The type is called Benguiat. It’s the font of my childhood, big and mysterious and curving in a way that suggests the edge of something sharp, something dangerous. Something we, as children, should not be handling. Viking used it, in part, to make Stephen King’s name iconic on their covers, though most would agree (myself included) that King himself did the real carving out, cutting his name into our imaginations like a mad-skilled butcher — but not with Benguiat, no; he did it with the dull, spoon-like edges of an Underwood’s Courier-shaped keys. And in this way, the Duffer Brothers’ Stranger Things affects us. It entices us with a font, makes us remember a very specific set of iconography, then draws us into something far deeper, far richer: a collective well of imagination.
In the fall of 2014, faced with the longest, most difficult portion of a major revision for my not-yet agent, I decided to commit wholeheartedly to an endeavor I had only thus far daydreamed about: I would make myself a writer’s space, separate from our house. Partly, yes, this seemed like simple procrastination — avoiding the monumental challenge of a task that would largely define the beginnings of any future I hoped to have as a writer. No small thing, this revision. So, I told myself that it was also a very practical course of action: our eighteen-year-old cat, Harry Potter, had lately been howling at odd times of the day and night, making working out of the house near impossible (and my wife and I live in a small house in a small town, the nearest coffee shop a forty-five minute commute). If I were to make any progress on my manuscript, I told myself, I would just have to have such a space, no doubt about it, no way around it. Yep.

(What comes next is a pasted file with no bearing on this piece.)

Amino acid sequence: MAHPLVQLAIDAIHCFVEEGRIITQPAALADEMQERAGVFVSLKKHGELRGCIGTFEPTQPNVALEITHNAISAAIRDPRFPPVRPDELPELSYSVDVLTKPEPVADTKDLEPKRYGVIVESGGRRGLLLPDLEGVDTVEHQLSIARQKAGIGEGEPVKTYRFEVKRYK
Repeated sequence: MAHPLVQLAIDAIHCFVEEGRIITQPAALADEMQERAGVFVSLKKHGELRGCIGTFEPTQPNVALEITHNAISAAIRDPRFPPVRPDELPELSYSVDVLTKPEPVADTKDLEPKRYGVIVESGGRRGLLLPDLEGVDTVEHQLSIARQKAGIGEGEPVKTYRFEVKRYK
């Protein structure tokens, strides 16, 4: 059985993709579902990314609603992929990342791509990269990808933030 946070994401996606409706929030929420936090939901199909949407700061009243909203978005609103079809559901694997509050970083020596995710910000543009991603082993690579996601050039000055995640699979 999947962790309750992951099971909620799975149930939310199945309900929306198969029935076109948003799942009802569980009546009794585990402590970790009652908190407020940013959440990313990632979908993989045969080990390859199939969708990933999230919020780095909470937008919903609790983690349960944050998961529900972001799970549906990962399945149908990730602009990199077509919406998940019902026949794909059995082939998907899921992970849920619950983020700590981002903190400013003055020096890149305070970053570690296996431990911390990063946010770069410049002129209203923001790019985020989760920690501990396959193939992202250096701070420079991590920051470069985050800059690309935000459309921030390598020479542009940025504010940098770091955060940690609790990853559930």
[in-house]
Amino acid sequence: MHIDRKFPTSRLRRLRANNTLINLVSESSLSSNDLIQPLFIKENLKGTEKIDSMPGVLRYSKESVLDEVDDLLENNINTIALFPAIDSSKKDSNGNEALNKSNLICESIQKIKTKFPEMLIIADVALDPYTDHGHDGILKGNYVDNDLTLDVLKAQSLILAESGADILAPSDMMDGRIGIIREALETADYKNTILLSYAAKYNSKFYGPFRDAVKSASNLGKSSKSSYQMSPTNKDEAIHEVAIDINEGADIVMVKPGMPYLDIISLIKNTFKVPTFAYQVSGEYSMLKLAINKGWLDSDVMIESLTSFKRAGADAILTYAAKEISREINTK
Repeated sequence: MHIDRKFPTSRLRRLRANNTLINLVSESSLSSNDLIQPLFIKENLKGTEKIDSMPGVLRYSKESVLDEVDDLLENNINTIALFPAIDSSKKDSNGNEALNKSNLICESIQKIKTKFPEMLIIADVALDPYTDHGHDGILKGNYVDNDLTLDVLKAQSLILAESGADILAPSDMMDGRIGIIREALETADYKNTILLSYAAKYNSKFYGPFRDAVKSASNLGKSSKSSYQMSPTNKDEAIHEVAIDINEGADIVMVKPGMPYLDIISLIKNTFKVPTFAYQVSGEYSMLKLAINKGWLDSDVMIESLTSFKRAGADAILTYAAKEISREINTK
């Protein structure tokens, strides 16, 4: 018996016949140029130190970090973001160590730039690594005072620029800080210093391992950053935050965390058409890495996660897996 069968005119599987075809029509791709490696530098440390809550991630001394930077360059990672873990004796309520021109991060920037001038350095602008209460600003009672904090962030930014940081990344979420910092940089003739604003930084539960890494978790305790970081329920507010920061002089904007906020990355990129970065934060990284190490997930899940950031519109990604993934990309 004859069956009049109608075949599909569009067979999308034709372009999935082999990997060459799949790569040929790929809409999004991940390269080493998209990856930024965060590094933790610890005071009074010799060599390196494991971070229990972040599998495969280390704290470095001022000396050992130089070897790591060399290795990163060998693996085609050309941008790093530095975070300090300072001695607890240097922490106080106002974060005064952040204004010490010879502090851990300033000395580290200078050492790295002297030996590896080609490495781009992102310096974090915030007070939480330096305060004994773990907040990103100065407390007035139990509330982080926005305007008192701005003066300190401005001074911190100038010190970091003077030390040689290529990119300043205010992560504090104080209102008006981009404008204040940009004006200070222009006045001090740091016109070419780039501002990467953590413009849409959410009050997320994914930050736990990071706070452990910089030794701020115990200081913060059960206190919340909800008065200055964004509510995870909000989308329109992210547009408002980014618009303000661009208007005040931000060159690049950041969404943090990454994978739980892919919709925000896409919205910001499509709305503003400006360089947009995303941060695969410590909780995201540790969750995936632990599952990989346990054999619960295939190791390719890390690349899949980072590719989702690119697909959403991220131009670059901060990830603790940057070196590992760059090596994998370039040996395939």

I did a little research into writers’ huts and shacks — famous retreats of the mind. Virginia Woolf had one, more a lodge of her own than a room: a converted toolshed with a brick patio and big glass windows that looked out upon the lawn. She wrote there in the summers and, once heating was supplied, winters, too. George Bernard Shaw had one, a little shack built on a turntable so it could rotate and take advantage of the moving sun. Americans had their writing huts, too. Mark Twain. Dylan Thomas. A New England writer named Michael Polland actually built his own, after the fashion of Thoreau, and wrote a book about it. I read his book, A Place of My Own: The Architecture of Daydreams, and decided, knowing nothing of ground-thaws and shifting foundations, that it would probably be best to simply buy my room and have someone else install it.